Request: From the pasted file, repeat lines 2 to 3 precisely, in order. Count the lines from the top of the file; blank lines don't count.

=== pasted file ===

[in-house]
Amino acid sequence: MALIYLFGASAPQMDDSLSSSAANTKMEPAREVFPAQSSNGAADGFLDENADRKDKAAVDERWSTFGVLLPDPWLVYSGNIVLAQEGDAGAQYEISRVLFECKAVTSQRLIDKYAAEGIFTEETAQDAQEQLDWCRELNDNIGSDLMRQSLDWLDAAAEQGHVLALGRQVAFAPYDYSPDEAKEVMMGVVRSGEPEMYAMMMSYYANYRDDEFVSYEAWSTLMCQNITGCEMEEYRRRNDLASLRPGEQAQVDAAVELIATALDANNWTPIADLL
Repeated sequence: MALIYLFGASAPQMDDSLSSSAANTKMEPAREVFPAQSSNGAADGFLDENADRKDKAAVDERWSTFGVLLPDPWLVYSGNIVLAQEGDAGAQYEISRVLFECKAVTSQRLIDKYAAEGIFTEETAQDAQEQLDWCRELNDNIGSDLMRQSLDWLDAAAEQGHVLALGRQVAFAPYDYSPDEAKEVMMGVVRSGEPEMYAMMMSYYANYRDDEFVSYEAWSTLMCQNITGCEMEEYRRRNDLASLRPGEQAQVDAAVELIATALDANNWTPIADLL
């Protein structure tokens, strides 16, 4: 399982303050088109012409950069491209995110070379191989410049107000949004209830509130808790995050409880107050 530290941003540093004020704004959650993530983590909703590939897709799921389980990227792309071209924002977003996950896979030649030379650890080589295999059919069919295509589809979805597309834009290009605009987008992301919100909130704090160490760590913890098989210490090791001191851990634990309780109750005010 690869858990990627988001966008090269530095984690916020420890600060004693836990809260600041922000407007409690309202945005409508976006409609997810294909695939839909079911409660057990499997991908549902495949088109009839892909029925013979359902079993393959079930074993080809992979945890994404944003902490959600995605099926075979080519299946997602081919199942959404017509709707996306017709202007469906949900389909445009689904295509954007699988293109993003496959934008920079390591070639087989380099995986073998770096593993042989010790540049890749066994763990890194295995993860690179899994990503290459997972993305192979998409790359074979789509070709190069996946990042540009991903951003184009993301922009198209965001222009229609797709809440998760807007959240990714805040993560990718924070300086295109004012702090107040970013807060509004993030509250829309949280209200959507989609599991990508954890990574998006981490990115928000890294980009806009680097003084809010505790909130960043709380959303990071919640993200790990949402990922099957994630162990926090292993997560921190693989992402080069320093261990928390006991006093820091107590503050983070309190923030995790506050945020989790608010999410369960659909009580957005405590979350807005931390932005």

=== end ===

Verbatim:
Amino acid sequence: MALIYLFGASAPQMDDSLSSSAANTKMEPAREVFPAQSSNGAADGFLDENADRKDKAAVDERWSTFGVLLPDPWLVYSGNIVLAQEGDAGAQYEISRVLFECKAVTSQRLIDKYAAEGIFTEETAQDAQEQLDWCRELNDNIGSDLMRQSLDWLDAAAEQGHVLALGRQVAFAPYDYSPDEAKEVMMGVVRSGEPEMYAMMMSYYANYRDDEFVSYEAWSTLMCQNITGCEMEEYRRRNDLASLRPGEQAQVDAAVELIATALDANNWTPIADLL
Repeated sequence: MALIYLFGASAPQMDDSLSSSAANTKMEPAREVFPAQSSNGAADGFLDENADRKDKAAVDERWSTFGVLLPDPWLVYSGNIVLAQEGDAGAQYEISRVLFECKAVTSQRLIDKYAAEGIFTEETAQDAQEQLDWCRELNDNIGSDLMRQSLDWLDAAAEQGHVLALGRQVAFAPYDYSPDEAKEVMMGVVRSGEPEMYAMMMSYYANYRDDEFVSYEAWSTLMCQNITGCEMEEYRRRNDLASLRPGEQAQVDAAVELIATALDANNWTPIADLL